As was thought suppression [11▪], reappraisal – thinking about negative health consequences – was effective in reducing self-reported craving. Moreover, this strategy was associated with increased neural activity in control-related regions of the brain (dorsolateral, ventrolateral, and dorsomedial prefrontal cortex) and reduced activity in a reward-related region of the brain (ventromedial prefrontal cortex) .
Another recent study did not address cognitive regulation, but instead focused on task demands [13▪]. Neural reactivity to visual food versus nonfood stimuli was measured, with one group of participants focusing on color and the other on edibility. For the color focus, neural activity was specifically enhanced in the visual cortex and insula (gustatory cortex), whereas for the edibility focus, neural activity was specifically enhanced in the anterior cingulate cortex (ACC). Neural activity in the orbitofrontal cortex did not vary significantly with task focus. These differences in neural activity between task demands likely reflect a focus on low-level features (color) versus high-level features (edibility).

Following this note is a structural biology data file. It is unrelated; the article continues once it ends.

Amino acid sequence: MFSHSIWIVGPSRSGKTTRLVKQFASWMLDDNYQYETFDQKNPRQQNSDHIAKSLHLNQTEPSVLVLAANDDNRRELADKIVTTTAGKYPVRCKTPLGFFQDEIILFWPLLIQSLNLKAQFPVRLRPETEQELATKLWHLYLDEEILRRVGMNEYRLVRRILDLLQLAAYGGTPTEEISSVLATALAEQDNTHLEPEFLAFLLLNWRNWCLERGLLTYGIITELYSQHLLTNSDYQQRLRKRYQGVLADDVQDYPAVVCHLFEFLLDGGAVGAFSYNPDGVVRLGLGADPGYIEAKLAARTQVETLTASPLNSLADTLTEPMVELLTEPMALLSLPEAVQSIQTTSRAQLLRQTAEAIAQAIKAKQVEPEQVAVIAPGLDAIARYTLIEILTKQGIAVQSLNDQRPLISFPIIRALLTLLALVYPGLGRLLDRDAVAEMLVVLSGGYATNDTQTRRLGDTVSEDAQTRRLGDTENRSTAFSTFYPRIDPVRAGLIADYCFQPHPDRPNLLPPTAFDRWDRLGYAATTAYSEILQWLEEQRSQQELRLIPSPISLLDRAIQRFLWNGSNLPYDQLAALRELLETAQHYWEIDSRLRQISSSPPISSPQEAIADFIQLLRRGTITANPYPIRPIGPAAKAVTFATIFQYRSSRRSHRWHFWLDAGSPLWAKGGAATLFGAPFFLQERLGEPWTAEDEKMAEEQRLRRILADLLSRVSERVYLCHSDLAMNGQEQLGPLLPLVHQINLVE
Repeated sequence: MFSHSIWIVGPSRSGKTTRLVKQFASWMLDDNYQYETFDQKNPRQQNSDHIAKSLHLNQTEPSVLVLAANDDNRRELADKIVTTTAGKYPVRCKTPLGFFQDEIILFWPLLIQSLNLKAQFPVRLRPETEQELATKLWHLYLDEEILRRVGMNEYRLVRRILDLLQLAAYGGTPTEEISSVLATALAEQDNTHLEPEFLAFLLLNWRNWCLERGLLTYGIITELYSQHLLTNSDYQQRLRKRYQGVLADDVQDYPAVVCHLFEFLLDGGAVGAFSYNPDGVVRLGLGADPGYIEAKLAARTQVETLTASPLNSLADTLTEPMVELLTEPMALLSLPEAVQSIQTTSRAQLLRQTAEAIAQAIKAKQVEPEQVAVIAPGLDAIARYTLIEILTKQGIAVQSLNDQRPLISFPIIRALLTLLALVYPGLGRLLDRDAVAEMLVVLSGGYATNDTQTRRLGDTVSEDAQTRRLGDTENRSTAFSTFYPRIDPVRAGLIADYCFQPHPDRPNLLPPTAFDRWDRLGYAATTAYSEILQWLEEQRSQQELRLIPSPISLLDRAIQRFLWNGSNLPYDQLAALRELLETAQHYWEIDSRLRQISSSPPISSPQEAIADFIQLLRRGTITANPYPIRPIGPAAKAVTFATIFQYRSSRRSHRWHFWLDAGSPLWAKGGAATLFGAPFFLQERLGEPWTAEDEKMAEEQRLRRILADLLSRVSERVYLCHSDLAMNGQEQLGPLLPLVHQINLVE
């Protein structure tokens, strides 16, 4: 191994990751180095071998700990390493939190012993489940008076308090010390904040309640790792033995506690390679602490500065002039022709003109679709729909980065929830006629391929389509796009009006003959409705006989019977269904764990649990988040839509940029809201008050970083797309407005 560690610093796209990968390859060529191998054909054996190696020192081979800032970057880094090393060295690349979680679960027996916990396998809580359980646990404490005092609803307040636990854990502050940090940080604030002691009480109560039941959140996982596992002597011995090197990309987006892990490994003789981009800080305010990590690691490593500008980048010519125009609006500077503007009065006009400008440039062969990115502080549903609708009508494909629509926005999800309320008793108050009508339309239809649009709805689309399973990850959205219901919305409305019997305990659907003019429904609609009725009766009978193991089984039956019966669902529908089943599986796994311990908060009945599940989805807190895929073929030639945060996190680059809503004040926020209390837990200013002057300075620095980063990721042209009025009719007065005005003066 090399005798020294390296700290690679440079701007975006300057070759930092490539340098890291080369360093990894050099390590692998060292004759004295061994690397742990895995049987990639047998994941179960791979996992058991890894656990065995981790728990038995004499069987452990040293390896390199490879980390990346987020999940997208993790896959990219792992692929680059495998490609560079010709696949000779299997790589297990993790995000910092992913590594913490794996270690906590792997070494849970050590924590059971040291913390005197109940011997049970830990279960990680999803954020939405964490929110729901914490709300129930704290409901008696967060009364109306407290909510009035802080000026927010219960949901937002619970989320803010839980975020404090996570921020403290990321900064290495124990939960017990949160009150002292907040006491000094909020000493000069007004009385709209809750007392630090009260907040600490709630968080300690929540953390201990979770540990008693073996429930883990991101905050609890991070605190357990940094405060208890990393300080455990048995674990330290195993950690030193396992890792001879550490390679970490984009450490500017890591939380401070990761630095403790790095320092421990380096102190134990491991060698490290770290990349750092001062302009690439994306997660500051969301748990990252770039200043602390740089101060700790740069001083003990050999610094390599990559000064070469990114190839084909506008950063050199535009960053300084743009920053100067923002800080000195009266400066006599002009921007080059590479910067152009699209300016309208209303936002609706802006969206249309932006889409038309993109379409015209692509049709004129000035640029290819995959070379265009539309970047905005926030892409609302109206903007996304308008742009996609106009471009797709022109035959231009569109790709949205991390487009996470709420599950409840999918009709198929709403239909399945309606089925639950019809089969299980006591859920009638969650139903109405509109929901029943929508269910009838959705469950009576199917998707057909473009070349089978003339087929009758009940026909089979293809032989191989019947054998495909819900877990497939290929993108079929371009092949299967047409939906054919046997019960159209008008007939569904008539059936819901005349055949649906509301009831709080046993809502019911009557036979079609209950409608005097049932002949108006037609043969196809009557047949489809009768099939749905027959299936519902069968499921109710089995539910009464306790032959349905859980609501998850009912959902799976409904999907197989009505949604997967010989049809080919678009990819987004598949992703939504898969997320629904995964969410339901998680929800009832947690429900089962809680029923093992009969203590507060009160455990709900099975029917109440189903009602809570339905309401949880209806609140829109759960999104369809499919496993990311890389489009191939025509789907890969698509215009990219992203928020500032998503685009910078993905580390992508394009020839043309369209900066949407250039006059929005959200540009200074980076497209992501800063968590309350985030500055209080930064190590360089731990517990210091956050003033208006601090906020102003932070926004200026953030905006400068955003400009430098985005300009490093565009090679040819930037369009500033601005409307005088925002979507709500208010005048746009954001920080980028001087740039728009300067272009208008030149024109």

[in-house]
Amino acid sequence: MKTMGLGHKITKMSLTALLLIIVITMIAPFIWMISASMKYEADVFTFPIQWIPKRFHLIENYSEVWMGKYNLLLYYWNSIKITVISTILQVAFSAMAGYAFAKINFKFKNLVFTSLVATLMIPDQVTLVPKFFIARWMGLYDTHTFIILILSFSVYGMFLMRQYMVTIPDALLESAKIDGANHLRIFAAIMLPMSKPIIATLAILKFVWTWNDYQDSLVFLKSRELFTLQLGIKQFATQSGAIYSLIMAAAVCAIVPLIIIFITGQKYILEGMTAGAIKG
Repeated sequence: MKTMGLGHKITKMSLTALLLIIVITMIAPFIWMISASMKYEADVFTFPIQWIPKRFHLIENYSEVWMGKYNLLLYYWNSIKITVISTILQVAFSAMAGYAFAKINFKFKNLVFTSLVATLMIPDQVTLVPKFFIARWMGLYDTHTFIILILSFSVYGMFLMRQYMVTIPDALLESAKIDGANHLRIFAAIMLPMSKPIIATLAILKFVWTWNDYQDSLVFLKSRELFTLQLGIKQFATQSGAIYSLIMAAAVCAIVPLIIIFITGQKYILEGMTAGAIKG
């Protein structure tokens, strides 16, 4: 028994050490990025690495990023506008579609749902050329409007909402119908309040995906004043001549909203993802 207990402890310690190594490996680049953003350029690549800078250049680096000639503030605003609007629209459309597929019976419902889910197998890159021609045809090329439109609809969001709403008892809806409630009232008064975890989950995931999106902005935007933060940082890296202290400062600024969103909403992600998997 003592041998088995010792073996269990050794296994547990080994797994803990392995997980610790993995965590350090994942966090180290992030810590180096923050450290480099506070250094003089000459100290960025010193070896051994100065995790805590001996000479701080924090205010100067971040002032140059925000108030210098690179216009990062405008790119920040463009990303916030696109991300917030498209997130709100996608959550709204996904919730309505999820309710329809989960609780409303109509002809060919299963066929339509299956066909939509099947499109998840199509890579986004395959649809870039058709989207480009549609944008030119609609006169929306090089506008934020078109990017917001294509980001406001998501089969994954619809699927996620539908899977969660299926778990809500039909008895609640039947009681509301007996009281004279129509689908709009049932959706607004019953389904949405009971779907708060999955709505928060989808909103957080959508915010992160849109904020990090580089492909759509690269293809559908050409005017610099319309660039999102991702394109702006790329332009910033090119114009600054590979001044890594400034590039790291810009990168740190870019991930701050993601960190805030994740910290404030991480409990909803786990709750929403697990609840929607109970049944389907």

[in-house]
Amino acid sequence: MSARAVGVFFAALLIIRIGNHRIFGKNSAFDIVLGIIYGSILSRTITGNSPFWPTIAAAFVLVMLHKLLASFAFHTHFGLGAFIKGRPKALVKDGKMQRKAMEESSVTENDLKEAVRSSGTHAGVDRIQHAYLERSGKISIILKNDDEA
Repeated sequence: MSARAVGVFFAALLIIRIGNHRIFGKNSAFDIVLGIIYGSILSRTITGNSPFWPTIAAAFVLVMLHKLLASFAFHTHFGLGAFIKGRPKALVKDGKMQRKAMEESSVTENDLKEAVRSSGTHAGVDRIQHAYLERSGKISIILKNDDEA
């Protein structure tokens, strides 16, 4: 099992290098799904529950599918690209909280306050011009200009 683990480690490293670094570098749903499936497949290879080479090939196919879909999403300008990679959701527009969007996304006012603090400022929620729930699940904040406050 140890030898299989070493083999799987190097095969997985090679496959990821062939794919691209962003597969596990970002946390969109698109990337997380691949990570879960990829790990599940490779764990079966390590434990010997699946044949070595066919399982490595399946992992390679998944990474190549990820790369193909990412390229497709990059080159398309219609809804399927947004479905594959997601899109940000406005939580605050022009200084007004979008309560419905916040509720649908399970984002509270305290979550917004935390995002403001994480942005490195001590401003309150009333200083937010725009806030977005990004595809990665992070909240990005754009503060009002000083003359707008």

A healthy diet is not only determined by the type of food but also by portion size . A recent study tested the effect of attentional focus on portion size decisions and its neural correlates . It was found that when participants’ attention was focused on eating for health or pleasure, the selected portion size was smaller, whereas the selected portion size was bigger when planning to be full until dinner. These behavioral results were paralleled by increased activity in the orbitofrontal cortex (pleasure attention focus), the left prefrontal cortex (health attention focus), and the left insula (fullness attention focus; trend), as observed in region of interest analyses.